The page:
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Cover of The Equality Machine by Orly LobelThe Equality Machine: Harnessing Digital Technology for a Brighter, More Inclusive Future by Orly Lobel

Published in October 2022

If the dream of creating high-quality/low-cost scaled online programs is ever to be realized, artificial intelligence—AI—will likely be the key enabling technology. The job of the AI in a scaled (high-enrollment) online course will be to optimally connect the instructor to the learner. The AI will determine when the human instructor should coach, encourage and engage with the learner—and when to hold back. The professor and the AI will collaborate to scale the relational model of learning that is the secret sauce of effective instructional practices.

Integrating faculty and AI to scale quality online learning is, to my knowledge, today more an idea than a reality. After reading The Equality Machine, however, I’m more hopeful than ever that this vision will come to fruition. While not focusing on higher education, the book provides enough examples of the transformative powers of digital technology to enhance human flourishing that some level of academic techno-optimism may be warranted.

Lobel, a law professor at UC San Diego, sets out to counter the conventional wisdom that technologies like AI offer more threats than benefits. The book traces a range of examples where the principled and ethical use of big data analysis and AI are being utilized for progressive aims. Examples include using digital technologies to expose and correct discrimination in hiring, promotion and compensation. Gender and racial pay and position gaps can be more effectively addressed with good data, enabling employers and employees visibility into the persistent labor market inequities.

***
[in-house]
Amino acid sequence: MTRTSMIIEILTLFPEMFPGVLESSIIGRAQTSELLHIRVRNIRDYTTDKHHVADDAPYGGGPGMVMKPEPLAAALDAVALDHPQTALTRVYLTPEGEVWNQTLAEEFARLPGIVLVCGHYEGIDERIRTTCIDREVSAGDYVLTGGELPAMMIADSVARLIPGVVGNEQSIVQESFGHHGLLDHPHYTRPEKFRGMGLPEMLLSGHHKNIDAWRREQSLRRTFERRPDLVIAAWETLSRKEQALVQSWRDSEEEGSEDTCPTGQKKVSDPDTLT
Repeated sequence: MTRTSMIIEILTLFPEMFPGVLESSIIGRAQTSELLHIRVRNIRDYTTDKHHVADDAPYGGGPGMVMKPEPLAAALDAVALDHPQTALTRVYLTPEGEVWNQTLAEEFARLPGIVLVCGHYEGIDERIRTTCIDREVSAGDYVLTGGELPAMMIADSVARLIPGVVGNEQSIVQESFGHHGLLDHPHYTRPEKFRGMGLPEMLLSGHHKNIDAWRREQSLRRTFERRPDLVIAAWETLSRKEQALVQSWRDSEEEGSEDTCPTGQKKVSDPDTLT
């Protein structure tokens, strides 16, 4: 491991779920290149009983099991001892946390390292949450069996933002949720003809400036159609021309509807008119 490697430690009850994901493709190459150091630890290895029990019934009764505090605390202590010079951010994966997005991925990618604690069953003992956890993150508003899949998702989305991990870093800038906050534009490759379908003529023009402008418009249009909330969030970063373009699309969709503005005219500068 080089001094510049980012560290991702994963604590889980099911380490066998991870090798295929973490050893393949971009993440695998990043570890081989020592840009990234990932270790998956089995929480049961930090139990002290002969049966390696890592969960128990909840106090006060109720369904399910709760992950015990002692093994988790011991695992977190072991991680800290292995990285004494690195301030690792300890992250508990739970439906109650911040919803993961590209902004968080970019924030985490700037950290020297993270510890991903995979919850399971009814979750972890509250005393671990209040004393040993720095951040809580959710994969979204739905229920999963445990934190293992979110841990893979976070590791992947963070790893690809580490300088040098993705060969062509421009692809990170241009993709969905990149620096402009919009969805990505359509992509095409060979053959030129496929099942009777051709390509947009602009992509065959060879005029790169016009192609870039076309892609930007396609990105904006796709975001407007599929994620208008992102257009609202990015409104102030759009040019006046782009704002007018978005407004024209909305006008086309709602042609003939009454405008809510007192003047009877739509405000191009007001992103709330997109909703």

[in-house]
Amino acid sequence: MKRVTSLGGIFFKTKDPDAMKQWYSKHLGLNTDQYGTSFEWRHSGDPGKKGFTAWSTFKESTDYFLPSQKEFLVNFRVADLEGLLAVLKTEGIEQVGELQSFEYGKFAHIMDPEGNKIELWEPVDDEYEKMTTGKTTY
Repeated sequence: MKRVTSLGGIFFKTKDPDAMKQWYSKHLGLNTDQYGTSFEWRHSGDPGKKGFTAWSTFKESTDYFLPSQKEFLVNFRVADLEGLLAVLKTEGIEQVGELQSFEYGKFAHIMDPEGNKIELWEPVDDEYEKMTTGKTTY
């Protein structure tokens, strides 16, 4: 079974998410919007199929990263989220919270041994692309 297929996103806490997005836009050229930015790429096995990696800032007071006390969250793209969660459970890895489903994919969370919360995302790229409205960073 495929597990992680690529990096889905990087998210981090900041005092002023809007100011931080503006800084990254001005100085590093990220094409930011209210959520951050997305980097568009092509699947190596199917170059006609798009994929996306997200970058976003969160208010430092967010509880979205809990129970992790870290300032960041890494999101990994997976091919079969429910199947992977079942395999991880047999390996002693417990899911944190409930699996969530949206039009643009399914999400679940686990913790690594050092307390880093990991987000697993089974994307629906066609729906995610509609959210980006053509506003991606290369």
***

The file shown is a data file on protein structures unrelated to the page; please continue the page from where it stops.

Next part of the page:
Some of the most powerful examples of the potential for digital technologies to improve well-being described in The Equality Machine come from the domain of health and health care. Lobel describes the efforts of pioneering physicians and researchers to pair clinicians with algorithms for earlier diagnosis and individualized treatments. Soon, AI-enabled medical devices such as insulin pumps will dynamically adjust dosage levels to avoid health crises for diabetics before they occur.

Likely the most controversial parts of The Equality Machine will be Lobel’s thinking on the future of sex robots. As with the entire book, Lobel’s thinking on technologically enabled intimacy bots is nuanced, balanced and complicated. She examines the negatives of reinforcing existing sexist and racist stereotypes of the sex-tech industry but ultimately comes down on the side of optimism. Smart sex robots have the potential to relieve loneliness and enhance happiness, and their creation should be met with less fear and more thought, debate and discussion.

While The Equality Machine seeks to offer a positive vision for technology in advancing social justice, equality and happiness—the book is by no means a defense of big tech. Lobel is highly skeptical that the tech industry will prioritize inclusive and pro-social applications and systems in the absence of scrutiny, regulation and advocacy. The book offers ideas about how to engage with the tech industry to shift incentives toward promoting equitable design.

In reading The Equality Machine, I kept wishing for Lobel to turn her analytical lens to issues of tech, companies and higher education. What might we envision as the role of platform companies, big data and AI in creating accessible, affordable and high-quality online degree programs? Where are the artificial intelligence and university leadership communities coming together? How might we extend the idea of creating equality machines to the working of higher education?

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